cytoplasm of their cells, a stage of reproduction
called plasmogamy. Sometime between hours
and centuries later, yes, it can literally take hundreds
of years for fungi to have sex, this union leads to the
production of spores that each fungus is
then able to disperse. Certain types of fungi,
including the tasty morel, produce spores in sac-like
asci contained in fruiting bodies
known as ascocarps. That is the part you pick when
you’re wandering through the forest. Some fungi shoot their
spores off into the breeze, other spores float
away on the water. More enterprising spores will
hitch a ride on passing critters, hopefully to be dropped off
somewhere where there’s plenty of nutrients to absorb, so they too
can grow, send out sexual pheromones when their time comes and let
their hyphae do the tango. Finally, for some fungi, sexual
reproduction just isn’t all it’s cracked up to be. They’d rather just get
it on with themselves. Some of these grow
filamentous structures that produce spores by mitosis. These structures are visible,
and they’re called molds, the stuff on the orange in
the bottom of the fruit bowl or the heel of the piece of bread
that you left for a roommate who decided to leave it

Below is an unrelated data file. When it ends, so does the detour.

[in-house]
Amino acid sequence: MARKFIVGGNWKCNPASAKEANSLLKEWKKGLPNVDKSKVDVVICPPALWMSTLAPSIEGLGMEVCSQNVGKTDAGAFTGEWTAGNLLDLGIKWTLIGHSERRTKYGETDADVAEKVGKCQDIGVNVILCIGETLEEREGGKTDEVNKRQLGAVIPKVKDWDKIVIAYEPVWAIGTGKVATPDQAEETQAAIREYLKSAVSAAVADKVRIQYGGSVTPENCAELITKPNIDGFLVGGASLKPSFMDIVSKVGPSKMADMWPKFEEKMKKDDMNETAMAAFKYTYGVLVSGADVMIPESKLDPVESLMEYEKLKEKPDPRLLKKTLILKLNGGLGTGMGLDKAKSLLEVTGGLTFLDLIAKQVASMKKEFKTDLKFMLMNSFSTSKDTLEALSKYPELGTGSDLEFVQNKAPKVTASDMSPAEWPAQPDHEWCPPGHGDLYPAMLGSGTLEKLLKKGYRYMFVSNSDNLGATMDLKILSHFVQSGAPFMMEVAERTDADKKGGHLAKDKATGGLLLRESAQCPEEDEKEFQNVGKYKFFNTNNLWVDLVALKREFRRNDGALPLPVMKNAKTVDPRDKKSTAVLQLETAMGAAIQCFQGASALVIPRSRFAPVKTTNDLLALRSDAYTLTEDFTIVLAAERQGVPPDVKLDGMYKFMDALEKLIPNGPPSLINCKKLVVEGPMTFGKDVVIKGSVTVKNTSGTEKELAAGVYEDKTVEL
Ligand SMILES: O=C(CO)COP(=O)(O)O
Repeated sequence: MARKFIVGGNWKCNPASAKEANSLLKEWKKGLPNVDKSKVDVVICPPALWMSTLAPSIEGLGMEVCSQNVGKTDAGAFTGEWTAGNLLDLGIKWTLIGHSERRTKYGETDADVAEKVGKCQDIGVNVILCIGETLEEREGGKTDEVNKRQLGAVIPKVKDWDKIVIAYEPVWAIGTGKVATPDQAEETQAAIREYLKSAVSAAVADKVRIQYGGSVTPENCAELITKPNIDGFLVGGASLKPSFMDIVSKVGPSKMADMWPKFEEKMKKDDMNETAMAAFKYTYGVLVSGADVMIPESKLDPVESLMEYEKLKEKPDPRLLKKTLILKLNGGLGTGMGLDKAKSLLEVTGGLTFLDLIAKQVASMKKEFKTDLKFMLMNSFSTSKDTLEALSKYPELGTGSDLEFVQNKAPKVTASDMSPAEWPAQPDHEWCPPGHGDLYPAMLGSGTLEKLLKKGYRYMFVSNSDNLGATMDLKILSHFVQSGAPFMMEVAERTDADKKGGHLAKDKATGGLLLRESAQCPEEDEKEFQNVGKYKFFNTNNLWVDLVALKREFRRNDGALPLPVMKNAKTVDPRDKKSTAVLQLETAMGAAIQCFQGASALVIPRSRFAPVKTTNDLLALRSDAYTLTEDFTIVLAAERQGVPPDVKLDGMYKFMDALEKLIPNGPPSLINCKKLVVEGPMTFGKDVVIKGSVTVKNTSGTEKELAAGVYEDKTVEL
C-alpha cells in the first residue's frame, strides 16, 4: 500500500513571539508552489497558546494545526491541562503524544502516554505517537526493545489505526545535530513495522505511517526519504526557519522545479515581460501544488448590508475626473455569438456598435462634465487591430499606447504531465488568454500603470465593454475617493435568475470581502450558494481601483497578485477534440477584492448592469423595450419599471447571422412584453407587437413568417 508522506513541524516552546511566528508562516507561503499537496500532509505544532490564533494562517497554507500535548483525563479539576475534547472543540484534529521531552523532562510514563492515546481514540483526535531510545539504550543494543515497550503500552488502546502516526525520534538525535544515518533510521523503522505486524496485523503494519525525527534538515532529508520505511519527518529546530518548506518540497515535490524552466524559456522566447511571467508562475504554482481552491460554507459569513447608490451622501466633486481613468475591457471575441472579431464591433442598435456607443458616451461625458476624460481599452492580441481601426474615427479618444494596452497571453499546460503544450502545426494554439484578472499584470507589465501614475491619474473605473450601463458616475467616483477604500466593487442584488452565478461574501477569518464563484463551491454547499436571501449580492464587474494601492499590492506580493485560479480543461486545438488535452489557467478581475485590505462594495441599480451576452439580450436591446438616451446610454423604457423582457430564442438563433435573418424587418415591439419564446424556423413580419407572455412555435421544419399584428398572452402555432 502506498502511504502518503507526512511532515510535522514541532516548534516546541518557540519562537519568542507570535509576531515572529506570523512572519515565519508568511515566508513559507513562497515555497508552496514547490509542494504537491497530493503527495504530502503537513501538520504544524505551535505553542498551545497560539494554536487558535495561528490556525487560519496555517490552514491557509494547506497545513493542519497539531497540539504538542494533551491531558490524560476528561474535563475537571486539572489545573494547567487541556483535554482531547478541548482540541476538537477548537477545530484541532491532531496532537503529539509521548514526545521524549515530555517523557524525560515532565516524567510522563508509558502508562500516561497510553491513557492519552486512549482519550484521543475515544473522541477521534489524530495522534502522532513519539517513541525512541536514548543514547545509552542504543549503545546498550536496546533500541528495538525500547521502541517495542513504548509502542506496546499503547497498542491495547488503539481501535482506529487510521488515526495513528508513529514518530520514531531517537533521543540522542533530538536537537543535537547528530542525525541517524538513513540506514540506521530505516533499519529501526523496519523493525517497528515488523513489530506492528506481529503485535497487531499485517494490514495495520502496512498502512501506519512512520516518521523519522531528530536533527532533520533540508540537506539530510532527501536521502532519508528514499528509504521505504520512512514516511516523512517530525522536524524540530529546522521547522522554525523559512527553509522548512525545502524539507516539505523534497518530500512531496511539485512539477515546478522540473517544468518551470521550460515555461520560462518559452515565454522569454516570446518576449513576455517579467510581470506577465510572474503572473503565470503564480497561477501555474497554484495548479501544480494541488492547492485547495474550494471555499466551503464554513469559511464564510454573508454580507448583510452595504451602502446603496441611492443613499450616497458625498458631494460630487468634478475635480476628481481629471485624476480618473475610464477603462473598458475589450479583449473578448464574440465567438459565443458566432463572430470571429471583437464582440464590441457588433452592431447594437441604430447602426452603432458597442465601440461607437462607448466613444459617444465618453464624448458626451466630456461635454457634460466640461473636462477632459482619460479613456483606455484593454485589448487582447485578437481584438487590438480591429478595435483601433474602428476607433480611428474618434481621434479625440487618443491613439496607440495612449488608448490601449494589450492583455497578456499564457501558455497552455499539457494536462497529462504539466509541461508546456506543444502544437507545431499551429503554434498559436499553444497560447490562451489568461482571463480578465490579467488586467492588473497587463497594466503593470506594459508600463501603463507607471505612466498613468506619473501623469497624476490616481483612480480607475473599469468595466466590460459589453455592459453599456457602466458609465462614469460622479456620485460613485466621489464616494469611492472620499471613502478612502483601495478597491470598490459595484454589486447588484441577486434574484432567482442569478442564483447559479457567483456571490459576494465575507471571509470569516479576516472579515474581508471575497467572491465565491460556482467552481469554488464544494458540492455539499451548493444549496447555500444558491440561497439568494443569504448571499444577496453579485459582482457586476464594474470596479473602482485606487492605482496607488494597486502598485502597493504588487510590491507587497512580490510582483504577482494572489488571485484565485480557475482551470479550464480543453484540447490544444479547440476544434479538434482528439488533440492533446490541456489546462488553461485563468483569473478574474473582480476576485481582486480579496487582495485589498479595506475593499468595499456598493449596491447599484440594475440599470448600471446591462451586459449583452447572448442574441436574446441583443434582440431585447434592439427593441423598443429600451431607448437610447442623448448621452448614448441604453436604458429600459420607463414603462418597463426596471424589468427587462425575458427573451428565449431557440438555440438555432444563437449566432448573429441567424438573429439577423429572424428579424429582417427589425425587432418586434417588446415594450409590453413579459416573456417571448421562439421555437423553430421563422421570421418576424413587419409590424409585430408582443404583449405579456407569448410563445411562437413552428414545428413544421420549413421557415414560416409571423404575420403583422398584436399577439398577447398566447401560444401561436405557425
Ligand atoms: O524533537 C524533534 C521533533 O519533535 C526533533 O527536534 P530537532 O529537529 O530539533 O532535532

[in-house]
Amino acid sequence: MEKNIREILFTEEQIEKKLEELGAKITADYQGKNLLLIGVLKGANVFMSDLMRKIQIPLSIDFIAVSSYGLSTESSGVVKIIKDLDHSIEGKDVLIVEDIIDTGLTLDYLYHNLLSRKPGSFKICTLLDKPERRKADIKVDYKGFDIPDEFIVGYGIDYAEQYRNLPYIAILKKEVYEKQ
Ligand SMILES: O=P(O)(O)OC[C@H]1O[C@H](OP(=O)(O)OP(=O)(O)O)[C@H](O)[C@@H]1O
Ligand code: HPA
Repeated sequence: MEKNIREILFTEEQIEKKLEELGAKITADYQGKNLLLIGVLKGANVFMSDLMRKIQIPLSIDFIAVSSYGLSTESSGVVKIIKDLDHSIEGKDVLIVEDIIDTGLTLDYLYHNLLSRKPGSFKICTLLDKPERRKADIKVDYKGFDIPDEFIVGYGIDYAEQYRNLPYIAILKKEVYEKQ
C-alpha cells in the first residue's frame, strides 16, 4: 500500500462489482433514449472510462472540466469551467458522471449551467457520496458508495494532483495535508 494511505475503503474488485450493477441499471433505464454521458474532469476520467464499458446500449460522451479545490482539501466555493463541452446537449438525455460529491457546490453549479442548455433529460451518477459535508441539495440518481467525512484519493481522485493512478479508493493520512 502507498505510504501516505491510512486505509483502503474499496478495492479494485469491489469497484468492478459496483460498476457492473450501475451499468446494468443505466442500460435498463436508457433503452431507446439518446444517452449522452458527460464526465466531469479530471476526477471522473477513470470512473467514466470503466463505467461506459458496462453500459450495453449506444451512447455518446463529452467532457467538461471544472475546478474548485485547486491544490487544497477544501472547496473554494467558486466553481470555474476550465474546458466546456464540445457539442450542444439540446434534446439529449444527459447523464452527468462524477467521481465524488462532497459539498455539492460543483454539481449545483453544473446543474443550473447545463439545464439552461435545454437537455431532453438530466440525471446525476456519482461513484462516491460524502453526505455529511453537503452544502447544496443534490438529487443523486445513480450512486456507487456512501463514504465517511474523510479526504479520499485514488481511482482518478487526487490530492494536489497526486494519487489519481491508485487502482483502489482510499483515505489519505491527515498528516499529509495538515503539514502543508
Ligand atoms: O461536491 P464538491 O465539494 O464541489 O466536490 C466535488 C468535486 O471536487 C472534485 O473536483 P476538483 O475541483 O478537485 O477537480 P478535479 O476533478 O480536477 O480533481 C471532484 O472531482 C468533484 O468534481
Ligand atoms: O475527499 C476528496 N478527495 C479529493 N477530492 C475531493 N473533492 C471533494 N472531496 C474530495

for the other roommate who thought that you’d
rather have it. In the unicellular yeast,
the asexual reproduction occurs by old-fashioned cell division
or the formation of buds that get pinched off
into separate organisms. Since some species of yeast,
like our beer-making friend, Saccharomyces cerevisiae,
convert sugars into alcohol, brewers create conditions that
encourage high rates of yeast production, like giving
them lots of sugar and oxygen, since more yeast means more alcohol. So, yeah, fungi!
They feast on death, and they can make us go
insane and turn ants into unholy zombies of the night. But because of their hard
work and strange ways, they make possible stuff
like agriculture and beer and everything else
worth living for. So thanks to the fungus.
And also thanks to you for watching this episode
of Crash Course Biology. And of course, thanks to the people
who helped me put it together. They’re awesome. Thank you guys! There’s a table of contents over
there if you want to click on it and go review any of the stuff that
you want to reinforce in your brain. And if you have questions
or comments or ideas for us, we’re on Facebook and
Twitter and of course, we’re down in the comments below. We’ll see you next time.